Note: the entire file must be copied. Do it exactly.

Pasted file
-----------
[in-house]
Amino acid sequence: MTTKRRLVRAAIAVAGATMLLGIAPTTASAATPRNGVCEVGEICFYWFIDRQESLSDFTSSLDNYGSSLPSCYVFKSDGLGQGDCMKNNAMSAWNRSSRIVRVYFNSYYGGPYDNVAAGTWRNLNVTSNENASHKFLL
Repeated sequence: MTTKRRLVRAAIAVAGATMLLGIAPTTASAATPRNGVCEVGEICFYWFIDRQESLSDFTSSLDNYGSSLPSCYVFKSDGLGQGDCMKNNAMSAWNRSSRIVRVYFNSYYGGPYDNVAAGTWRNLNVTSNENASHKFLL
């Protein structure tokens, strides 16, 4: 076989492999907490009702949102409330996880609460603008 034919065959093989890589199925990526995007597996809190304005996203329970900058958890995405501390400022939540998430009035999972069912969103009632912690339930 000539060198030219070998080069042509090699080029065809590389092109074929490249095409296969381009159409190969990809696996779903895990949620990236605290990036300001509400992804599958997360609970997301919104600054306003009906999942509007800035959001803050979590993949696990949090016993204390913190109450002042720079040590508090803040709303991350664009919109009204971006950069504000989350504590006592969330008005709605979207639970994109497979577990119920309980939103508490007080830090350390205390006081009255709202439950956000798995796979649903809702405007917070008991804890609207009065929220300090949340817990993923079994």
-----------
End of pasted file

[in-house]
Amino acid sequence: MTTKRRLVRAAIAVAGATMLLGIAPTTASAATPRNGVCEVGEICFYWFIDRQESLSDFTSSLDNYGSSLPSCYVFKSDGLGQGDCMKNNAMSAWNRSSRIVRVYFNSYYGGPYDNVAAGTWRNLNVTSNENASHKFLL
Repeated sequence: MTTKRRLVRAAIAVAGATMLLGIAPTTASAATPRNGVCEVGEICFYWFIDRQESLSDFTSSLDNYGSSLPSCYVFKSDGLGQGDCMKNNAMSAWNRSSRIVRVYFNSYYGGPYDNVAAGTWRNLNVTSNENASHKFLL
């Protein structure tokens, strides 16, 4: 076989492999907490009702949102409330996880609460603008 034919065959093989890589199925990526995007597996809190304005996203329970900058958890995405501390400022939540998430009035999972069912969103009632912690339930 000539060198030219070998080069042509090699080029065809590389092109074929490249095409296969381009159409190969990809696996779903895990949620990236605290990036300001509400992804599958997360609970997301919104600054306003009906999942509007800035959001803050979590993949696990949090016993204390913190109450002042720079040590508090803040709303991350664009919109009204971006950069504000989350504590006592969330008005709605979207639970994109497979577990119920309980939103508490007080830090350390205390006081009255709202439950956000798995796979649903809702405007917070008991804890609207009065929220300090949340817990993923079994």